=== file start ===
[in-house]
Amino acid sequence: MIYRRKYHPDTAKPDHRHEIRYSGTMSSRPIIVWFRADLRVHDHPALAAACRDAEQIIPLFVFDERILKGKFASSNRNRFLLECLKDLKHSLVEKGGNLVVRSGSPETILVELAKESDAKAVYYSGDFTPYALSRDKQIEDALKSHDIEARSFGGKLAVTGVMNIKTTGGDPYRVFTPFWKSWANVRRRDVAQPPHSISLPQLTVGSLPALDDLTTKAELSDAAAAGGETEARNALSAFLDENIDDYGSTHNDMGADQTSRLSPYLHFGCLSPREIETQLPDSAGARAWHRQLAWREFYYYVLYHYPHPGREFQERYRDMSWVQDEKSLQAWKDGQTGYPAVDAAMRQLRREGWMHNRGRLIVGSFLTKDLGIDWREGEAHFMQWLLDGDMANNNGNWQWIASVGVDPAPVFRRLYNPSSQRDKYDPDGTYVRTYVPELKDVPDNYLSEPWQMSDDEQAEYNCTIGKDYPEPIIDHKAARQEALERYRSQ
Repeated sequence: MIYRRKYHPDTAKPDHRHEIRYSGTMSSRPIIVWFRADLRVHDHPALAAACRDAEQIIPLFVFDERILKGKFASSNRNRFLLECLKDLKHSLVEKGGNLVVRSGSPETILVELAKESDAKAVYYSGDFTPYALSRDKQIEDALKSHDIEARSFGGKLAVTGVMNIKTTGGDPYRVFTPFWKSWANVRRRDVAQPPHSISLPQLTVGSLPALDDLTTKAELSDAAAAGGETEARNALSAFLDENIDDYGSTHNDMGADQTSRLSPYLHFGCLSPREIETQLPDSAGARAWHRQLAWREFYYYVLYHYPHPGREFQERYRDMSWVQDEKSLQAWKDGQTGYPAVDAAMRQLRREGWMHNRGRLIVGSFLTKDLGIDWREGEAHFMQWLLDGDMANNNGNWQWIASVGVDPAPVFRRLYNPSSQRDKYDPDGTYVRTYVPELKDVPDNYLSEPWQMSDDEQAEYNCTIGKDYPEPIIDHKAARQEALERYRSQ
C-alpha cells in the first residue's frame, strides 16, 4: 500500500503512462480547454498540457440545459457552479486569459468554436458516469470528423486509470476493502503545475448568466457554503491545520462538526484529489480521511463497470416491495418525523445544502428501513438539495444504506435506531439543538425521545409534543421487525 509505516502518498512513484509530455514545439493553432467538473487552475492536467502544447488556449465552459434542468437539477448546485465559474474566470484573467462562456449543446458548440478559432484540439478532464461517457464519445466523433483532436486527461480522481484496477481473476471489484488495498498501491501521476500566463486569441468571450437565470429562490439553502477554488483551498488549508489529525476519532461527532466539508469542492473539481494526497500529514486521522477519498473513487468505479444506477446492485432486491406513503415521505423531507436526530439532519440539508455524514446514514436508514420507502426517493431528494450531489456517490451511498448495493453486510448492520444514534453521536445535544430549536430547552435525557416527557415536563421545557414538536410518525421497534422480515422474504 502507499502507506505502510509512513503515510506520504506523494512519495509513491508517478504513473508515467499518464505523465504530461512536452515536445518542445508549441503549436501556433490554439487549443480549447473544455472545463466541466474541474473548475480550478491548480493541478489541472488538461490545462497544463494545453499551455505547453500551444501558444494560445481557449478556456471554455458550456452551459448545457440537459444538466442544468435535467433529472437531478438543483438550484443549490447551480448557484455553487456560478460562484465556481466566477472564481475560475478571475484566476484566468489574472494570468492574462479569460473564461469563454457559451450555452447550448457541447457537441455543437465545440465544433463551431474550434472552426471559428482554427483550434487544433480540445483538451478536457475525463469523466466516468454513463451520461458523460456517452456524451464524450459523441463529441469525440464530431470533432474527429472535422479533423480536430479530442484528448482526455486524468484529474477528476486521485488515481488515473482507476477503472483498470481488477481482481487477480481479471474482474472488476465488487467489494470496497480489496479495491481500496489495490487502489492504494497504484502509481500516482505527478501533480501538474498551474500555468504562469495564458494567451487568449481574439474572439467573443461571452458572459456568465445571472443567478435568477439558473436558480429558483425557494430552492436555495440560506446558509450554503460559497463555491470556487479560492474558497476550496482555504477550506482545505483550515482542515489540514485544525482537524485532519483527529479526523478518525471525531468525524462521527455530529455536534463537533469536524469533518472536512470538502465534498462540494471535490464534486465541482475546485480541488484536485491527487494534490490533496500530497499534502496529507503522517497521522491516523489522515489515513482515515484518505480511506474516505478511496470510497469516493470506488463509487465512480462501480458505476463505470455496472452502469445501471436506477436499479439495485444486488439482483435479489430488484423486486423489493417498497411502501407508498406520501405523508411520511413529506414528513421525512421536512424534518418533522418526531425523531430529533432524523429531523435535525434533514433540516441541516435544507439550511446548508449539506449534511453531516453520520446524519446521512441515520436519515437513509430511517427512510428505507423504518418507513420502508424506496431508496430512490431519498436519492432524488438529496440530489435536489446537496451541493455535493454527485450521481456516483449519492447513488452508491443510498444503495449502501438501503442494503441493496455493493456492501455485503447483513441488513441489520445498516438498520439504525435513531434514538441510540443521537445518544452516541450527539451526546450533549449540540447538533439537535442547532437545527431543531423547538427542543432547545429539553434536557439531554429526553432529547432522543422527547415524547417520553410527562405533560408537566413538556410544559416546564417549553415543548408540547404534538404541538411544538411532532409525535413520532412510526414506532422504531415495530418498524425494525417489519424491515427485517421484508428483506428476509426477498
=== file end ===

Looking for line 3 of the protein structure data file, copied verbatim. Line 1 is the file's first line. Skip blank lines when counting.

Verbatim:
Repeated sequence: MIYRRKYHPDTAKPDHRHEIRYSGTMSSRPIIVWFRADLRVHDHPALAAACRDAEQIIPLFVFDERILKGKFASSNRNRFLLECLKDLKHSLVEKGGNLVVRSGSPETILVELAKESDAKAVYYSGDFTPYALSRDKQIEDALKSHDIEARSFGGKLAVTGVMNIKTTGGDPYRVFTPFWKSWANVRRRDVAQPPHSISLPQLTVGSLPALDDLTTKAELSDAAAAGGETEARNALSAFLDENIDDYGSTHNDMGADQTSRLSPYLHFGCLSPREIETQLPDSAGARAWHRQLAWREFYYYVLYHYPHPGREFQERYRDMSWVQDEKSLQAWKDGQTGYPAVDAAMRQLRREGWMHNRGRLIVGSFLTKDLGIDWREGEAHFMQWLLDGDMANNNGNWQWIASVGVDPAPVFRRLYNPSSQRDKYDPDGTYVRTYVPELKDVPDNYLSEPWQMSDDEQAEYNCTIGKDYPEPIIDHKAARQEALERYRSQ